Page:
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Horseshoe kidney

Horseshoe kidney Causes

Horseshoe kidney may arise as an isolated anomaly or in association with other congenital anomalies. The morbidity and mortality rates greatly depend on whether it is associated with other anomalies.

Horseshoe kidney Definition

Horseshoe kidney (also called renal fusion) is a congenital disorder, affecting about 1 in 400 people, in which a person's two kidneys fuse together to form a horseshoe-shape during development in the womb.

Horseshoe kidney Diagnosis

Clinically, this congenital anomaly is diagnosed in individuals of all ages; horseshoe kidney is found prenatally, as well as in elderly people. Because of its association with other congenital anomalies, however, horseshoe kidney is more commonly diagnosed in children.

Horseshoe kidney Symptoms and Signs

The central part of the kidney ends up inferior to the inferior mesenteric artery, since its embryological ascent is arrested by its presence. This is the most common type of fusion anomaly occurring in the kidneys. Persons affected by this disease may suffer from nausea, abdominal discomfort, kidney stones and urinary tract infections.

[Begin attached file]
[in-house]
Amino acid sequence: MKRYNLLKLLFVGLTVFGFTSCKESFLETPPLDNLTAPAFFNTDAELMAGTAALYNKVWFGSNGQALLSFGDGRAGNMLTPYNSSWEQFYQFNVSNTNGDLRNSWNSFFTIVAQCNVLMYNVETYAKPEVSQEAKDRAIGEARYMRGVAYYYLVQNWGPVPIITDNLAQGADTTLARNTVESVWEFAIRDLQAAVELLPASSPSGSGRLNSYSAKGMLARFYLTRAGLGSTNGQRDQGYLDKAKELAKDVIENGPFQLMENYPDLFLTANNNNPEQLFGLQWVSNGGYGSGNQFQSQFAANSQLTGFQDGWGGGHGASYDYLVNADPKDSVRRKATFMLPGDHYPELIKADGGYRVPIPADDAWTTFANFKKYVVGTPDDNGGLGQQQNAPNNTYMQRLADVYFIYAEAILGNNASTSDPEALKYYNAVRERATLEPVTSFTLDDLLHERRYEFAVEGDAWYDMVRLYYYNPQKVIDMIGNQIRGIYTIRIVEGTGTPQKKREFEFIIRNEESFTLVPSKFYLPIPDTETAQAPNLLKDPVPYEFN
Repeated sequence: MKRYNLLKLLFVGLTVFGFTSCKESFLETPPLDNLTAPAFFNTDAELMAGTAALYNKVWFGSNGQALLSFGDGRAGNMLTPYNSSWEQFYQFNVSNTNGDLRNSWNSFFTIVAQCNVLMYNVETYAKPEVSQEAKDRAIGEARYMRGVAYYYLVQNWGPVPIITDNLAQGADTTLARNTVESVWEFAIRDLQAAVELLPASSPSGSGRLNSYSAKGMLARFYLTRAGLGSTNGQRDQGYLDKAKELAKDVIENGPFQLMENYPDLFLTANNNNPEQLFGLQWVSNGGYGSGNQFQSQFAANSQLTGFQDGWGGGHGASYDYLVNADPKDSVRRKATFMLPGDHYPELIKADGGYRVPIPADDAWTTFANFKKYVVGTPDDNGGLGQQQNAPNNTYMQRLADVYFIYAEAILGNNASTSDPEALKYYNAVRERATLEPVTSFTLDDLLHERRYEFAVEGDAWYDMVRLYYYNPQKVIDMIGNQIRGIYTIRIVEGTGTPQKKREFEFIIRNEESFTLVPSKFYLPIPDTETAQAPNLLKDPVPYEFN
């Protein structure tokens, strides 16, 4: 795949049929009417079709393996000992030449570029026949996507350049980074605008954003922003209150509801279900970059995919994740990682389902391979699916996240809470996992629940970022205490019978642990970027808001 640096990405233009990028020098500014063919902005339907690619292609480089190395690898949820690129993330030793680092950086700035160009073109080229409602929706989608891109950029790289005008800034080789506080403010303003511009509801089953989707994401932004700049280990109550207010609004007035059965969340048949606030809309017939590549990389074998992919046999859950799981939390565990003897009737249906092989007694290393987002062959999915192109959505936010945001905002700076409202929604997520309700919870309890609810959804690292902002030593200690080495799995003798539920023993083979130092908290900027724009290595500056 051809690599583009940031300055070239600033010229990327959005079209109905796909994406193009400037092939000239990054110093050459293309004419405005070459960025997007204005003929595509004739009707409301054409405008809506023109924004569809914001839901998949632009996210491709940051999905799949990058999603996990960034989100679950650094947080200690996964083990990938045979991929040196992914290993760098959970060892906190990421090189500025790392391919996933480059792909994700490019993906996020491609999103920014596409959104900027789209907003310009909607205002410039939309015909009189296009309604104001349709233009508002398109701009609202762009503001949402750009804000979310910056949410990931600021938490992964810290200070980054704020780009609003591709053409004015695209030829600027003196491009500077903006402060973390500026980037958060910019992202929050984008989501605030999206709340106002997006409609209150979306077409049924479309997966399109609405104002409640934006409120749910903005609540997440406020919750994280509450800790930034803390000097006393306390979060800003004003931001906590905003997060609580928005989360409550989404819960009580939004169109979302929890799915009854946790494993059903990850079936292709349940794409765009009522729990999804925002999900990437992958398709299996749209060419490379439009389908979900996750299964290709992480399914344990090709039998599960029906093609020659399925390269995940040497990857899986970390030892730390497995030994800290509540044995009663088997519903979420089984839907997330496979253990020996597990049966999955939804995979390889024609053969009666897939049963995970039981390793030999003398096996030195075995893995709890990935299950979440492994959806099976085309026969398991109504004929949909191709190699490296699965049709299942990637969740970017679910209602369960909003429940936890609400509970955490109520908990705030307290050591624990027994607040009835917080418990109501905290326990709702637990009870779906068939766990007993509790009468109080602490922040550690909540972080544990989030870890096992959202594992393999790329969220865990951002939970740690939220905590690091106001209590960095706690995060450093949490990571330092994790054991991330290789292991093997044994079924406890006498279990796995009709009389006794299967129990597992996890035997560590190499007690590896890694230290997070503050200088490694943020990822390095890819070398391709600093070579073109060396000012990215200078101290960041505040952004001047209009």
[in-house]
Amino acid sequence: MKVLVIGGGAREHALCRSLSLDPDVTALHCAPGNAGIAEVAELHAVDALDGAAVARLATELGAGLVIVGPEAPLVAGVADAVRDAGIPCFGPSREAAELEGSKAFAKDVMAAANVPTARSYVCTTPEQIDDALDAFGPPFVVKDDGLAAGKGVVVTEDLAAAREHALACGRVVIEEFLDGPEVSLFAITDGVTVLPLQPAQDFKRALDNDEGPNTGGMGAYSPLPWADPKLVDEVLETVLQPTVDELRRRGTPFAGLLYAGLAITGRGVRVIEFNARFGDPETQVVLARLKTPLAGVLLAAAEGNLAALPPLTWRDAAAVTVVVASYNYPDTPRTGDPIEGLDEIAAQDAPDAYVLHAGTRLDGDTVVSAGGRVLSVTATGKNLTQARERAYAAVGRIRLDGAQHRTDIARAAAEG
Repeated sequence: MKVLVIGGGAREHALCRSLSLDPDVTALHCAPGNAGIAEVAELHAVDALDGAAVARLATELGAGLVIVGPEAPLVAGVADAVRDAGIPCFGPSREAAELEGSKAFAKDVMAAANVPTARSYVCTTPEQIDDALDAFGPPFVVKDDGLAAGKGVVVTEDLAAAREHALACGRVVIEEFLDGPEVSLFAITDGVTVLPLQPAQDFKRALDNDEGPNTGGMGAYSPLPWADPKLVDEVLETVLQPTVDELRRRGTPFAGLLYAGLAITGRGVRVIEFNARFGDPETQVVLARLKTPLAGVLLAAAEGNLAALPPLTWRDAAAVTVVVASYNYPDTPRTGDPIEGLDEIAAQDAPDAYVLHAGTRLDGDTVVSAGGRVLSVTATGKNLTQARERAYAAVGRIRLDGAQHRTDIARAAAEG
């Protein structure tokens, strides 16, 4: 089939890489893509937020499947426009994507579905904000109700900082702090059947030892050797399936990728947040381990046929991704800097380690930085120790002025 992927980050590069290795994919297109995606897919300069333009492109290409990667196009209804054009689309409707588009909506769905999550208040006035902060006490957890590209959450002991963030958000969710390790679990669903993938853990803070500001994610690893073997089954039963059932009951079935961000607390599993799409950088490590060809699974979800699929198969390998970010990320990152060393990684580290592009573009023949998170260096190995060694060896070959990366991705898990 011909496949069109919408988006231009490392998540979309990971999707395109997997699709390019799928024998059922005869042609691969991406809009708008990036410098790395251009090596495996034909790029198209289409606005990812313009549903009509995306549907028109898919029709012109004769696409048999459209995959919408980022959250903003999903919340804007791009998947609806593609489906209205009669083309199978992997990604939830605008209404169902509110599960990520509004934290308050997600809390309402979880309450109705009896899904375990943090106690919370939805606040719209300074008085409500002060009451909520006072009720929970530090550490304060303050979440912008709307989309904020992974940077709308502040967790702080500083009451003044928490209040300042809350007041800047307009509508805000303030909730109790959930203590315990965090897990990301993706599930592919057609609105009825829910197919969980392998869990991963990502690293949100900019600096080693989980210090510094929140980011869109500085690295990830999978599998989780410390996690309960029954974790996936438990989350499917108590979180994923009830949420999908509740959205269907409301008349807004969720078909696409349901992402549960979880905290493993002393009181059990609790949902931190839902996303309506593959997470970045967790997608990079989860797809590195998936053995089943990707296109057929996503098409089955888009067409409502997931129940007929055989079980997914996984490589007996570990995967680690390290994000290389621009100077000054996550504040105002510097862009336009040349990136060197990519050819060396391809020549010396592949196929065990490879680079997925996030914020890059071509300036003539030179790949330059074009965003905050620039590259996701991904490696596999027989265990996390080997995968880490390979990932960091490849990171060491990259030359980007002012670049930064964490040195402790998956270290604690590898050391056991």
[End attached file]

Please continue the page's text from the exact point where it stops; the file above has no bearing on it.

Horseshoe kidney Treatment

There is no known cure for horseshoe kidney. Instead, the treatment is targeted at the accompanying diseases, such as urinary tract infections and hydronephrosis. The prognosis is positive in the long term, and usually the function of the kidneys will not be affected.

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